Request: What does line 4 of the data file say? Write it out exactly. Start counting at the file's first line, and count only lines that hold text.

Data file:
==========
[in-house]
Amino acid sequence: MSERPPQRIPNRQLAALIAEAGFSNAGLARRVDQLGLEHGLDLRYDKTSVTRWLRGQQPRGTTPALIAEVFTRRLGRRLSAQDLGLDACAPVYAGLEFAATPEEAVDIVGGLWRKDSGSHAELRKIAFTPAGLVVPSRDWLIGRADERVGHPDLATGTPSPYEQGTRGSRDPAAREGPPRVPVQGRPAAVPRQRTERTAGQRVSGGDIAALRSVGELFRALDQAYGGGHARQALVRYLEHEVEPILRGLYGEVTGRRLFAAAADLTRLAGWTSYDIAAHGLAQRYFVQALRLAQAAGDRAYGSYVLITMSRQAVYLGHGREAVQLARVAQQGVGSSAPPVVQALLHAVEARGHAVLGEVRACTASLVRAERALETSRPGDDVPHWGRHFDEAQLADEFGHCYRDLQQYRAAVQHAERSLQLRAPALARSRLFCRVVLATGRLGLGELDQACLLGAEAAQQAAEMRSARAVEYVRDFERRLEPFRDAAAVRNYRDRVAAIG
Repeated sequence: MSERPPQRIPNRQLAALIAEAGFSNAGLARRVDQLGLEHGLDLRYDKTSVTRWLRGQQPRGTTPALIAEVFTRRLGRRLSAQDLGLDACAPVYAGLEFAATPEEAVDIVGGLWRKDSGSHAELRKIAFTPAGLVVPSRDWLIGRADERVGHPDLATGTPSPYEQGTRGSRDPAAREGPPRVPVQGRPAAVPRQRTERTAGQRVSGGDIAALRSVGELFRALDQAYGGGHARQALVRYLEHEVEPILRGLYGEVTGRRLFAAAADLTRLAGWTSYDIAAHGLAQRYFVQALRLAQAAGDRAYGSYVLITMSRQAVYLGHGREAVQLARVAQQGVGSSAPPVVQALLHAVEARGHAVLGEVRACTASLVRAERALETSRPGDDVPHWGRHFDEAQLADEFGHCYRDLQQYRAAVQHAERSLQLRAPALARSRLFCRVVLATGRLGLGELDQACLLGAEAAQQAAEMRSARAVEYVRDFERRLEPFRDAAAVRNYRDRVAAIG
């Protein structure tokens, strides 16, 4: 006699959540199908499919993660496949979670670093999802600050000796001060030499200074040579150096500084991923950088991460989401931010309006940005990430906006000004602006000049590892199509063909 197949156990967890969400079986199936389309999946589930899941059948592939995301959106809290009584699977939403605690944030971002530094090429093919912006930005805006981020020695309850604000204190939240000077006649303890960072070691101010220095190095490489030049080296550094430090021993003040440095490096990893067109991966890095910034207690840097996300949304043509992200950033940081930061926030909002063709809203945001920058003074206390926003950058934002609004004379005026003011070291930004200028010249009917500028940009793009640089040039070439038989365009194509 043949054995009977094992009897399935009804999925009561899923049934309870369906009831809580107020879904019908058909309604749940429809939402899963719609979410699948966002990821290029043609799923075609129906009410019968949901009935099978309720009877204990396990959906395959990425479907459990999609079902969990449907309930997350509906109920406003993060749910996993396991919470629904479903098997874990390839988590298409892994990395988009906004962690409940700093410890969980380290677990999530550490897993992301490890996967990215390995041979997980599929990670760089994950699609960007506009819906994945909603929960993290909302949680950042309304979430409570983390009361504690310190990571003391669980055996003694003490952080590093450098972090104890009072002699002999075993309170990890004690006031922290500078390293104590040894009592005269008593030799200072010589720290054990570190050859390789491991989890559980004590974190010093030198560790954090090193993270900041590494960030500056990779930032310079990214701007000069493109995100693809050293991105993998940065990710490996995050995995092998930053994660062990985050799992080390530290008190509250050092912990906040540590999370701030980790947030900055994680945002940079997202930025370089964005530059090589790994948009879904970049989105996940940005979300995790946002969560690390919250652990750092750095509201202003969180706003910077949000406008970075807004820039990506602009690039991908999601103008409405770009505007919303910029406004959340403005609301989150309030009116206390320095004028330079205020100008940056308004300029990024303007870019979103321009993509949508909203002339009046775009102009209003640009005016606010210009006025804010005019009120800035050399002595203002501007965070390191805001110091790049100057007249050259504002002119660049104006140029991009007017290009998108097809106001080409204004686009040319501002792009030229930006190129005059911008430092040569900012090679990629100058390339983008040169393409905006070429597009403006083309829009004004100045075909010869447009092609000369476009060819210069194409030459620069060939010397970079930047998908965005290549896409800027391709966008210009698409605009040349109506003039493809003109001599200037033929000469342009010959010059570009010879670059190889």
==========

């Protein structure tokens, strides 16, 4: 006699959540199908499919993660496949979670670093999802600050000796001060030499200074040579150096500084991923950088991460989401931010309006940005990430906006000004602006000049590892199509063909 197949156990967890969400079986199936389309999946589930899941059948592939995301959106809290009584699977939403605690944030971002530094090429093919912006930005805006981020020695309850604000204190939240000077006649303890960072070691101010220095190095490489030049080296550094430090021993003040440095490096990893067109991966890095910034207690840097996300949304043509992200950033940081930061926030909002063709809203945001920058003074206390926003950058934002609004004379005026003011070291930004200028010249009917500028940009793009640089040039070439038989365009194509 043949054995009977094992009897399935009804999925009561899923049934309870369906009831809580107020879904019908058909309604749940429809939402899963719609979410699948966002990821290029043609799923075609129906009410019968949901009935099978309720009877204990396990959906395959990425479907459990999609079902969990449907309930997350509906109920406003993060749910996993396991919470629904479903098997874990390839988590298409892994990395988009906004962690409940700093410890969980380290677990999530550490897993992301490890996967990215390995041979997980599929990670760089994950699609960007506009819906994945909603929960993290909302949680950042309304979430409570983390009361504690310190990571003391669980055996003694003490952080590093450098972090104890009072002699002999075993309170990890004690006031922290500078390293104590040894009592005269008593030799200072010589720290054990570190050859390789491991989890559980004590974190010093030198560790954090090193993270900041590494960030500056990779930032310079990214701007000069493109995100693809050293991105993998940065990710490996995050995995092998930053994660062990985050799992080390530290008190509250050092912990906040540590999370701030980790947030900055994680945002940079997202930025370089964005530059090589790994948009879904970049989105996940940005979300995790946002969560690390919250652990750092750095509201202003969180706003910077949000406008970075807004820039990506602009690039991908999601103008409405770009505007919303910029406004959340403005609301989150309030009116206390320095004028330079205020100008940056308004300029990024303007870019979103321009993509949508909203002339009046775009102009209003640009005016606010210009006025804010005019009120800035050399002595203002501007965070390191805001110091790049100057007249050259504002002119660049104006140029991009007017290009998108097809106001080409204004686009040319501002792009030229930006190129005059911008430092040569900012090679990629100058390339983008040169393409905006070429597009403006083309829009004004100045075909010869447009092609000369476009060819210069194409030459620069060939010397970079930047998908965005290549896409800027391709966008210009698409605009040349109506003039493809003109001599200037033929000469342009010959010059570009010879670059190889």